In any event, for those people hurt by the LFIT V40 femoral head, this is good news. The terms of the settlement have not been released. I will certainly update this website when the settlement agreement is made available. As for now, all discovery and trial preparation have been stayed (or stopped). The first bellwether trial, scheduled for September 2019, will be removed from the trial calendar. The focus now will be on processing individual settlements for plaintiffs.

Remember that each plaintiff in this or any other medical device litigation is not required to accept the settlement. Although it is often reasonable for the plaintiff to accept the terms of settlement, no plaintiff will be compelled to accept any settlement. As with any litigation, it is important for individual plaintiffs and their attorneys to slow down, review all the terms of settlement, and make a careful decision on whether to participate in the settlement.

I have written about the LFIT V40 femoral head product failure several times in the past. Problems with the hip component began several years ago. On August 29, 2016, Stryker announced a recall for the LFIT V40 head. The recall focused solely on the femoral head, which is the “ball” part of the hip replacement. This femoral head fits inside the “cup” and is also attached to the “stem” (which is connected to the femur, or thigh bone).

The recall involved LFIT V40 heads manufactured before 2011 with the following catalog numbers and sizes:

Catalog Number Femoral Head Diameter Offset
6260-9-236 36mm +5
6260-9-240 40mm +4
6260-9-244 44mm +4
6260-9-340 40mm +8
6260-9-440 40mm +12
6260-9-344 44mm +8
6260-9-444 44mm +12

LFIT V40 Femoral Head Is a Metal-on-Polyethylene (MoP) Artificial Hip

Unlike many other artificial hip product failures, the Stryker LFIT V40 not part of a metal-on-metal artificial hip system. The LFIT V40 system is built utilizing a metal acetabular cup, a polyethylene (plastic) liner, the LFIT V40 cobalt-chromium femoral head, and a titanium femoral stem. Unfortunately, soon after being sold and implanted, the Stryker LFIT V40 began to fail, at a high rate. Patients who received the Stryker LFIT V40 suffered similar symptoms as those who received metal-on-metal hips, including metallosis.

LFIT V40 Taper Lock Failure

LFIT V40 Femoral Head

The failure of the Stryker LFIT V40 involved the junction of the neck of the femoral stem and the femoral head or ball. This connection was intended to be permanently secured through a taper lock system, holding the stem securely to the ball. However, in many cases the LFIT V40 femoral head began to corrode, which means to disintegrate and lose metal. The corrosion occurred at the site of the connection to the neck (the taper lock). This corrosion in the head would progress slowly, but over time the corrosion would cause the taper lock to loosen. Eventually, the neck would corrode as well, and once the neck began to corrode the breakdown of the artificial hip would advance more quickly. One study found that the loosening would cause fretting and micro-motion at the taper lock site, and this friction would cause metals to be released into body. Thus, the Stryker metal-on-polyethylene (MoP) artificial hip resulted in patients suffering from metallosis, just like so many other patients who received metal-on-metal (MoM) artificial hips.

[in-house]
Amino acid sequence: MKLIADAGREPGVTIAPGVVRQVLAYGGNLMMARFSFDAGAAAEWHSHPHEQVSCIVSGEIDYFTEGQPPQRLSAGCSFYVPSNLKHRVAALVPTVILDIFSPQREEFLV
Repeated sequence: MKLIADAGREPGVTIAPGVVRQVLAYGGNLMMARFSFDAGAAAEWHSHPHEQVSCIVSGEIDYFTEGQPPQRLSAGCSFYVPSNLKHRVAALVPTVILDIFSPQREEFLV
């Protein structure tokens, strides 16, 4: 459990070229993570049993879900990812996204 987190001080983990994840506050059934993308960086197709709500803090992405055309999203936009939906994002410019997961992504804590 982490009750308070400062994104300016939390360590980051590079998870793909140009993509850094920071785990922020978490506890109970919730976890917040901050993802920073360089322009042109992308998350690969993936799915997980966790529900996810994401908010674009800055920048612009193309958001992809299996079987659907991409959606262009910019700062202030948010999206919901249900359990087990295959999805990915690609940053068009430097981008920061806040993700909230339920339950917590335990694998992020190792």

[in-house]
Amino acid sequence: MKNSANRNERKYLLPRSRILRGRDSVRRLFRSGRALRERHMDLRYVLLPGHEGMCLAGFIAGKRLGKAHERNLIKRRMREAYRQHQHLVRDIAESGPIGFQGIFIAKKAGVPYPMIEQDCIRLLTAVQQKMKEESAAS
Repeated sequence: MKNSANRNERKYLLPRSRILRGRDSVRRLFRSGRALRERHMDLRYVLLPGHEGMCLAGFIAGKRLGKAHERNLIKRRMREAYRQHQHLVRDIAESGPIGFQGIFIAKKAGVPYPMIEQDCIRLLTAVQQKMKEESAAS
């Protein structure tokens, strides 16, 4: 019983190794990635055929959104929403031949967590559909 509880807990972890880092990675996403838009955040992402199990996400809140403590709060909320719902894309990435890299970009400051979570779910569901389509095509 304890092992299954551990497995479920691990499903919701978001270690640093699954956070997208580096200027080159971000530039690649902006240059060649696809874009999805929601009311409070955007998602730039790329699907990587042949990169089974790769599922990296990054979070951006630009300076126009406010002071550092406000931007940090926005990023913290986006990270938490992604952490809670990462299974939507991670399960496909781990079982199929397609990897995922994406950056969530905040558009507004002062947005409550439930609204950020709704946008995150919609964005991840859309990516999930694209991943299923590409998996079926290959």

Keep in mind that the corrosion in the LFIT V40 can be slow. This means you may not know the Stryker hip is failing and releasing cobalt and chromium into the body for years. By then, the neck may have begun to corrode, and when that happens the femoral stem may need to be removed and replaced, which can be a very difficult surgery. The femoral stem is implanted down the center of the femur bone, and when it sets it is usually there permanently. Removing the femoral stem is difficult and painful.

Check back here for updates on the Stryker LFIT V40 femoral head settlement. And if you believe you have a failed artificial hip in your body, call me to discuss: 919.546.8788.

 

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MRI with gadolinium-based contrast agentI’ve been representing people injured by defective medical devices and harm drugs for many years. Because I study these types of products on a daily basis, I have become leery about putting anything inside my body, whether it is an artificial joint like a hip or knee, or a prescription medication. As I often tell people–mostly joking but not completely–these days I am uncomfortable taking a baby aspirin.

Of course that’s not rational. Please hear me: there are important, helpful drugs and medical devices which improve lives, extend lives, and save lives. Paranoia is not your friend when you are facing a serious health issue. That said, it is always prudent to double check anything put into your body when a medical procedure is performed. Read about the product, get a second or third opinion.

In the past few years studies have identified troubling health problems in patients following the administration of gadolinium-based contrast agents (GBCAs) used during MRIs. Some people have gotten debilitating symptoms from these GBCAs. Let’s take a look: